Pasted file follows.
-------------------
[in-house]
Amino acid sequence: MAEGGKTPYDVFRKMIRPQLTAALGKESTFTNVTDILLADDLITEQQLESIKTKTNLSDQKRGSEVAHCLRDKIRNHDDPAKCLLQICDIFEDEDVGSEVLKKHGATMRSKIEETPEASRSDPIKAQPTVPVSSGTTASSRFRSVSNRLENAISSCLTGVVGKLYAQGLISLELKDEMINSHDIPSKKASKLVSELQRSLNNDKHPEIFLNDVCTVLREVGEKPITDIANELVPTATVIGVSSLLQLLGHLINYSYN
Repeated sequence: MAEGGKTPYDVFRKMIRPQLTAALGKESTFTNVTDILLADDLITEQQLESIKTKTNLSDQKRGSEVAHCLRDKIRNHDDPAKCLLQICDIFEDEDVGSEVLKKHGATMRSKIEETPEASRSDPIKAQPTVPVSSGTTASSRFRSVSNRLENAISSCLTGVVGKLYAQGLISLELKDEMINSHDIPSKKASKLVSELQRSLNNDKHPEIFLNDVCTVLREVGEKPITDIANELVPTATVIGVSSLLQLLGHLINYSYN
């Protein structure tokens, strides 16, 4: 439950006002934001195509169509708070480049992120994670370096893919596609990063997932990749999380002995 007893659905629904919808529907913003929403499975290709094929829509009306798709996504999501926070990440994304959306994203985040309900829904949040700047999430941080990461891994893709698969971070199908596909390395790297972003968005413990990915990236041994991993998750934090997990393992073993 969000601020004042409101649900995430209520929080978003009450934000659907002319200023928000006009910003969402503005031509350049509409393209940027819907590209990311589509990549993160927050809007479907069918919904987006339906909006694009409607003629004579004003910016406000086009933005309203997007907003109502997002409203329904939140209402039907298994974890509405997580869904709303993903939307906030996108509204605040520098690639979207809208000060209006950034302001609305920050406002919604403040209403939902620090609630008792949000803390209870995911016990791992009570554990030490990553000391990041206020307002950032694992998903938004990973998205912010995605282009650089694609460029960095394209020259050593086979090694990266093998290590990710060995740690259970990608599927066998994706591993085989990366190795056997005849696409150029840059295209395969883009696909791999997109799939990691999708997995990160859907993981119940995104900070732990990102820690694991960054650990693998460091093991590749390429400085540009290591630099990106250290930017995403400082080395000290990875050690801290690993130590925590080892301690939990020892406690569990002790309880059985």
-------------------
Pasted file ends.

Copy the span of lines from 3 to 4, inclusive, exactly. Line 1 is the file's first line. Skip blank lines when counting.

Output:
Repeated sequence: MAEGGKTPYDVFRKMIRPQLTAALGKESTFTNVTDILLADDLITEQQLESIKTKTNLSDQKRGSEVAHCLRDKIRNHDDPAKCLLQICDIFEDEDVGSEVLKKHGATMRSKIEETPEASRSDPIKAQPTVPVSSGTTASSRFRSVSNRLENAISSCLTGVVGKLYAQGLISLELKDEMINSHDIPSKKASKLVSELQRSLNNDKHPEIFLNDVCTVLREVGEKPITDIANELVPTATVIGVSSLLQLLGHLINYSYN
């Protein structure tokens, strides 16, 4: 439950006002934001195509169509708070480049992120994670370096893919596609990063997932990749999380002995 007893659905629904919808529907913003929403499975290709094929829509009306798709996504999501926070990440994304959306994203985040309900829904949040700047999430941080990461891994893709698969971070199908596909390395790297972003968005413990990915990236041994991993998750934090997990393992073993 969000601020004042409101649900995430209520929080978003009450934000659907002319200023928000006009910003969402503005031509350049509409393209940027819907590209990311589509990549993160927050809007479907069918919904987006339906909006694009409607003629004579004003910016406000086009933005309203997007907003109502997002409203329904939140209402039907298994974890509405997580869904709303993903939307906030996108509204605040520098690639979207809208000060209006950034302001609305920050406002919604403040209403939902620090609630008792949000803390209870995911016990791992009570554990030490990553000391990041206020307002950032694992998903938004990973998205912010995605282009650089694609460029960095394209020259050593086979090694990266093998290590990710060995740690259970990608599927066998994706591993085989990366190795056997005849696409150029840059295209395969883009696909791999997109799939990691999708997995990160859907993981119940995104900070732990990102820690694991960054650990693998460091093991590749390429400085540009290591630099990106250290930017995403400082080395000290990875050690801290690993130590925590080892301690939990020892406690569990002790309880059985």